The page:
Florence + the Machine Brought the Love to Denver

Florence Welch of Florence + the Machine performed at Denver's Pepsi Center.
Florence Welch of Florence + the Machine performed at Denver's Pepsi Center.
Aaron Thackeray

The Pepsi Center is a cavernous place to watch a concert. There are arenas like it all around the world. Basketball jerseys hang from the incredibly high ceiling, concrete stairs run top to bottom, and the sound can echo all around the joint. On Thursday evening at Florence + the Machine's show, however, Florence Welch’s voice filled every inch of the enormous room.

And what a voice. Welch is a singer, a real singer, in a pop and rock world filled with vocalists, frontmen/women and divas. With Welch, the vocal exertion is effortless. We’re so used to seeing a look of angst and pain from our singing stars, neck tendons fully flexed and eyes bulging, that we’ve allowed ourselves to associate it with vocal power. Welch opens her mouth a crack as if to bleat and murmur, but the most incredible, gorgeous noise bursts forth.

Not a single note, not even a millisecond of noise that she emits, is wasted. Her soul is pouring out of her mouth like water from a busted dam every time she opens it. The result is a crowd that's hanging on her every word, every note, every sound, not to mention every beautifully awkward ballerina spin and leap. Welch has them screaming like five-year-olds at Disneyland, and then, with one simple finger to the mouth, renders them silent in an instant. “Worship” is a strong word, but it fits here.

Thankfully, she’s not one to abuse it. For one adored around the globe, Welch gushes with humility and gratitude, often looking surprised, still, that anybody at all wants to listen to her music, let alone one sold-out arena after another. Her on-stage banter could sound hammy and insincere in different hands — all love, peace and more love. But the blue eyes under the heavy bangs tell the real story. Welch might be a sweet little hippie, but she is earnest about it all. And once you believe a singer, once you trust that to the hilt, that’s when a special relationship develops between artist and audience.

Florence + the Machine Brought the Love to DenverEXPAND
Aaron Thackeray

And that’s why, for much of her stunning set, her crowd is stuck between singing every word while dancing maniacally and staring at her, mesmerized. Often, a middle ground is found. A glance around those nearest to us reveals wide eyes firmly fixed on Florence, while the body sways gently. If there was anything remotely sinister about Florence or the Machine, this devotion could be seen as vaguely cult-like.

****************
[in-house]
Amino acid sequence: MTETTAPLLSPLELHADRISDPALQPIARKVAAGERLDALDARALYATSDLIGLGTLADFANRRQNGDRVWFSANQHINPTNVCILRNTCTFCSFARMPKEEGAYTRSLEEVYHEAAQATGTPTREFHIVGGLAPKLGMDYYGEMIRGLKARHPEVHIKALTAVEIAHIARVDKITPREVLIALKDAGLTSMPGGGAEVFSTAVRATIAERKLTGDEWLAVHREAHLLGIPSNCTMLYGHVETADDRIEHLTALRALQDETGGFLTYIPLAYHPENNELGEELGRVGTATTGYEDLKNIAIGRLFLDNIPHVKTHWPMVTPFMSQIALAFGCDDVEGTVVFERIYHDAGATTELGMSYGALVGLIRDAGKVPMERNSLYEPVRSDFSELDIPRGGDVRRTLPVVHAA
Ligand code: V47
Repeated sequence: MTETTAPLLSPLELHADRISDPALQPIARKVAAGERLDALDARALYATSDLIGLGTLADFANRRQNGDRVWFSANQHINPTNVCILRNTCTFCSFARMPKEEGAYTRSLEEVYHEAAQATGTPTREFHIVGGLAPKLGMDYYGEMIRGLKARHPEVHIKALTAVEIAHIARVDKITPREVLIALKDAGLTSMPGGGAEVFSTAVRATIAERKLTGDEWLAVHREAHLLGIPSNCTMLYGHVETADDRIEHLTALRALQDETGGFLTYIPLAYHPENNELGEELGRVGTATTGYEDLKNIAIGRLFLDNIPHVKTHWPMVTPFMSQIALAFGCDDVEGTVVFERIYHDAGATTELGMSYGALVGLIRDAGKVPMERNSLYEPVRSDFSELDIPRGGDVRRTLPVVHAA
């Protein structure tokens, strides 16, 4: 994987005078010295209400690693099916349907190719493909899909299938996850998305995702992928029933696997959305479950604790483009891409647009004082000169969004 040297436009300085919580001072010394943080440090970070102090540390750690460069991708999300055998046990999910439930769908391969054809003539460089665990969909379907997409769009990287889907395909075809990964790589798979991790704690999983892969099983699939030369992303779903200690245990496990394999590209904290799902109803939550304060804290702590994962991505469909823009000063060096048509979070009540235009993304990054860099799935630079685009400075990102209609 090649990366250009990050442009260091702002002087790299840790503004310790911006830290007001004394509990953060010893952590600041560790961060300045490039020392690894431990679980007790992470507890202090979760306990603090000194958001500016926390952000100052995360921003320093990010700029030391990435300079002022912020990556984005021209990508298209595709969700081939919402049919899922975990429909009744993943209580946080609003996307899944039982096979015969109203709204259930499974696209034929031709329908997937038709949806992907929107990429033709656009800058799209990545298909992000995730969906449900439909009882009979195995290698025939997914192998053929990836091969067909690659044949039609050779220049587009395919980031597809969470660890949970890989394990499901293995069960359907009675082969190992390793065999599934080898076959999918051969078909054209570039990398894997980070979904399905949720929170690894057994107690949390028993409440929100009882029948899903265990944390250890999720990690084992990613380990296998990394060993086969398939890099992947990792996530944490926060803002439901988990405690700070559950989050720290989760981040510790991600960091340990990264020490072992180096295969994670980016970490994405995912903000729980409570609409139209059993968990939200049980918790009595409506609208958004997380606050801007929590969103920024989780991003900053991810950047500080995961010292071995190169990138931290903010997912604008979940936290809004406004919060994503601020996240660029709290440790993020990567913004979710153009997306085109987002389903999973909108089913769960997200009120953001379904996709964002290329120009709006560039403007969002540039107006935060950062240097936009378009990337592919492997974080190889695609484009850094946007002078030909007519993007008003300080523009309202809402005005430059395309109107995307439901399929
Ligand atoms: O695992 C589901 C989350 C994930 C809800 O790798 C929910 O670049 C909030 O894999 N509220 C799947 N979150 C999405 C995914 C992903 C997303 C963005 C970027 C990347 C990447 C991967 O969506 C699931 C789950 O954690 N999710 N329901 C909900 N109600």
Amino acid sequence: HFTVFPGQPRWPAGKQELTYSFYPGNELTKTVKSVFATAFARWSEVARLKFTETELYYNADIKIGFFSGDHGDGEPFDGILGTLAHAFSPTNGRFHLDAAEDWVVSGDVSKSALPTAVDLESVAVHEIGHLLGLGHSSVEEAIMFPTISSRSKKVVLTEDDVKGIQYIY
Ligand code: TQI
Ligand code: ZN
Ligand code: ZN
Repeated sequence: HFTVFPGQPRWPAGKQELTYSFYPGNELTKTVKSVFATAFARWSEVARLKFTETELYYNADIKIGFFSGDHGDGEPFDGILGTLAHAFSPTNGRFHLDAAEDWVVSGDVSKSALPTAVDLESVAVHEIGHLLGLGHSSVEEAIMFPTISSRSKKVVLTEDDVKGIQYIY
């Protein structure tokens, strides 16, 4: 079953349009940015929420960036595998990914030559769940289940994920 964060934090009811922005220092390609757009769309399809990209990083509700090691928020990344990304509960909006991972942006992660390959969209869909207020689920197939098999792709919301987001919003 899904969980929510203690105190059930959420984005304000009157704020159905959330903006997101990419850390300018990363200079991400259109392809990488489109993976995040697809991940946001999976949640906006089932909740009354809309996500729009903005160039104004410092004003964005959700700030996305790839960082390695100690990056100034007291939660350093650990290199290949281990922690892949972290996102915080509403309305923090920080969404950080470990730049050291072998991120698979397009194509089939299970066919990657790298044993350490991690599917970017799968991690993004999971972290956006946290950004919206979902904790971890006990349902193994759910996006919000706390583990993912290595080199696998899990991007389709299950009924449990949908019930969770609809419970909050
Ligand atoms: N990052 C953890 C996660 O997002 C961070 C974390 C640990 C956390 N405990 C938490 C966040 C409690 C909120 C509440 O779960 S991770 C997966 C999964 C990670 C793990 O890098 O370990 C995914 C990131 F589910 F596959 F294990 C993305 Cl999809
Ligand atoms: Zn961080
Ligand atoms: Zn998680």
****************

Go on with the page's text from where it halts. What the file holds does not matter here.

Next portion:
Behind her, the Machine is majestic. These musicians are creating the most stunning, often symphonic and even operatic music. Like a well-oiled "machine" though, we don't need to look at them to know that they’re operating perfectly, allowing the visual focus to remain on the singer, as is intended.

For the set list, we get a bouquet of songs from Lungs, including faves like “Dog Days Are Over,” “Rabbit Heart,” her soaring cover of “You’ve Got the Love,” and closing number “Drumming Song.” There are a couple of gems from the sophomore Ceremonials, including a hair-raising “What the Water Gave Me.” And, of course, we get a handful from the new How Big, How Blue, How Beautiful, like the title track, and “Various Storms & Saints,” the latter a particularly big treat for Denver, as Welch says that the group had never played it live before.

That’s the sort of thing that makes a crowd feel special, and Welch has the ability, and warmth, to throw those sort of pressies out like a red-headed lady-Santa. With those vibes flooding the Pepsi, perhaps it’s no surprise that a gentleman sitting four rows behind us chooses the closing notes of the set to successfully propose to his girlfriend. It's just that sort of night.

Critic’s Notebook:
On another day and opening up for many other people, Grimes could easily have stolen the show. Not from Florence — nobody could do that on current form, but still, the Canadian singer/producer gave it a damn fine go.

The thing that sets Grimes apart from many young electro-pop stars to whom she might be compared is her eclecticism and her variety of influences, ranging from punk and metal to every subgenre of electronic music.

The hooks are unrelenting on deceptively dark tunes like “Flesh Without Blood” and “Kill Vs. Maim,” and Grimes herself is at her best when she goes all The Exorcism of Emily Rose on us, writhing and screeching like something very, very unholy. Then she’s back to her regular self — cooing and dancing on “Oblivion.” It’s that shape-shifting ability that should propel her to headlining these venues in a couple of years or so.


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